The sharing economy broadly refers to access-based consumption or people renting their unused goods with others mainly through the use of information technologies (IT). The newly emerging practices are particularly favoured on environmental grounds due to their role in the utilisation of unused sources. The examples of such practices are most evident in transport and hospitality sectors. AirBnB, car clubs, cycle hire schemes, ‘Uber’-like taxi-hire, are clear everyday life examples in cities. As with all emerging forms of consumption, there is no consensus on what sharing or collaborative consumption implies for the economy. In his book The Zero Marginal Cost, Jeremy Rifkin argues that the marginal cost of producing an extra unit of input becomes (close to) zero through IT-based consumption practices. This in turn makes profit-making cease to exist, which might create another crisis for capitalism. While the argument has led to a broad range of negative and positive responses and is therefore not conclusive, it is still crucial to extrapolate the future implications of this current move towards services. Even a massive industry with a long-term vision such as car manufacturing has openly recognised this trend, and they provide alternatives to car ownership through several sharing services. It is clearly an appropriate question to ask what could be the long-term impact of replacing buying goods by buying services or exchanging goods through the use of IT.
We need to go beyond seeking for new regulatory systems
Over the last three years, I have conducted research on shared mobility practices and broader transport innovations in UK cities, particularly London, and its implications for the urban economy. I was particularly interested in the social and governance aspects of these schemes and practices. It was clear from the beginning that it is not as radical as it seems to be. Car clubs are, for instance, described as an extended version of the existing business model. In the policy discussions regarding the sharing economy, what seems to be more prominent is how to regulate it. Regulatory concerns mostly emerge in economic, social or health and safety areas. The recent debate has highlighted the regulatory ambiguities in terms of ownership and responsibility particularly concerning economic competition, security and licensing liability and insurance. The questions that emerge ask whether the conventional industries need to be protected if they cannot keep up with the emerging consumption practices or how to overcome crucial matters such as safety and intellectual rights. The employment impacts from digitisation have also been high on the agenda.
My main take is that we should take a step back and try to understand what is happening before inquiring what should happen. The question of what is going on and what should happen are equally important and are clearly interrelated. The crux of the matter is how to bring them together. Before the search for a regulatory system for the emerging practices of the sharing economy, we need to understand the governance implications from a political economy perspective. Understanding the economics of the sharing schemes is almost impossible without understanding the politics of both production and consumption aspects. To this end, integrating into analysis the role of politics and public opinion for the existing institutions and private sector interests in a new environment of innovation and change is called for. London is surely an interesting case to explore the implications of urban mobilities for the local economy. The increasing population and congestion, social segregation and geographical concentration of wealth, relatively well-developed public transport network and rapidly rising practices such as the car clubs and bike sharing activities make the lessons drawn from London invaluable. In the London context, an interesting question arose in terms of how transport – whether private or public – is financed and what it means for the definition of public transport.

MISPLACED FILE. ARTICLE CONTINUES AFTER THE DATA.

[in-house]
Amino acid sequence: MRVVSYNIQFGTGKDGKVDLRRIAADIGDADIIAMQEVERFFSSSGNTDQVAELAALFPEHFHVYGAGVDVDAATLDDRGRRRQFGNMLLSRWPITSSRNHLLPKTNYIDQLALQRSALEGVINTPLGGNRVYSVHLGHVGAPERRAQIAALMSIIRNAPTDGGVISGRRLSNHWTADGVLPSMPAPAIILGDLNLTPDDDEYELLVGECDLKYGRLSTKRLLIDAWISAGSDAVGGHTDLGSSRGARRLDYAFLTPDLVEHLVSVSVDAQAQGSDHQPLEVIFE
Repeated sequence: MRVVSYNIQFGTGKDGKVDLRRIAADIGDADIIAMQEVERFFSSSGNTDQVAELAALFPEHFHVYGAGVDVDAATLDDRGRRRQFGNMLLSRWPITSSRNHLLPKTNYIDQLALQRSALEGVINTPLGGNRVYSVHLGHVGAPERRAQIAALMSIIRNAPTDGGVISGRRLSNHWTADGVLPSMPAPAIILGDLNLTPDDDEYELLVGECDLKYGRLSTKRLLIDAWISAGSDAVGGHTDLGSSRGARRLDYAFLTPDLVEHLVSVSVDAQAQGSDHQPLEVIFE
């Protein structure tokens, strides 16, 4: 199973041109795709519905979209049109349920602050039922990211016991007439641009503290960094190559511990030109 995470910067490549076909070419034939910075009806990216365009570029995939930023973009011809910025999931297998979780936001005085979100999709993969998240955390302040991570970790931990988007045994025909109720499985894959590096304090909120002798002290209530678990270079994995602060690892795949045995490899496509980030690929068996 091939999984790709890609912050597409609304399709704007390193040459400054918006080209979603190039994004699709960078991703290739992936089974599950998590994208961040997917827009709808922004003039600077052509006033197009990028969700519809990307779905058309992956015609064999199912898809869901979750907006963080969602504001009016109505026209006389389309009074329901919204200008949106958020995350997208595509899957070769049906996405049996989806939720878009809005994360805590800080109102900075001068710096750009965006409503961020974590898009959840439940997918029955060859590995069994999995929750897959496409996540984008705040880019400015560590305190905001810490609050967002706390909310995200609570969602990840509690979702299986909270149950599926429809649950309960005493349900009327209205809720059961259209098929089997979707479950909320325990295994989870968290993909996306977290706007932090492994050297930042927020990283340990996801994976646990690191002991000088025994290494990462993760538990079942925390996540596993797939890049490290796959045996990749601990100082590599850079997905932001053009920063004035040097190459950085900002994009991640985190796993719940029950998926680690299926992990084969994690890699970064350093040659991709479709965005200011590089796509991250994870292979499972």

Changing role of government in a new urban political economy
Apparently, the most evident ambiguity emerges in the role of government. The government is no longer a regulator in a typical market economy, but also a promoter or even a user. Currently, the visibility of car clubs and issues over parking space in London are serious challenges, often confirmed by the policy and industry agenda. Local governments, therefore, have a critical role to play in overcoming such challenges. Political leadership is also found to be crucial. For instance, it has been pointed out that a councillor may have considerable power to influence the residents, particularly in terms of car ownership. One practical solution that emerged was that local businesses are turning their parking space into shared space in outer London. In doing so, the local governments become a promoter and a user of these services, which in turn raises questions about what is private and what is public. This is often emphasised in the financial ownership of public transport. The question of what form of public transport does the government purely own except for the London Underground has been raised in the context of whether car clubs should be eligible for exemptions from parking or congestion charges.
In conclusion, the sharing economy enables us to revisit the basics of financial ownership and the changing role of different scales of government. The users, providers and regulators are now so intertwined that it is difficult to differentiate the interests of the traditional industries, the emerging service operators, central and local governments and users. The insights to be derived from the governance challenges of the sharing economy are invaluable for a conceptual reformulation of urban political economies.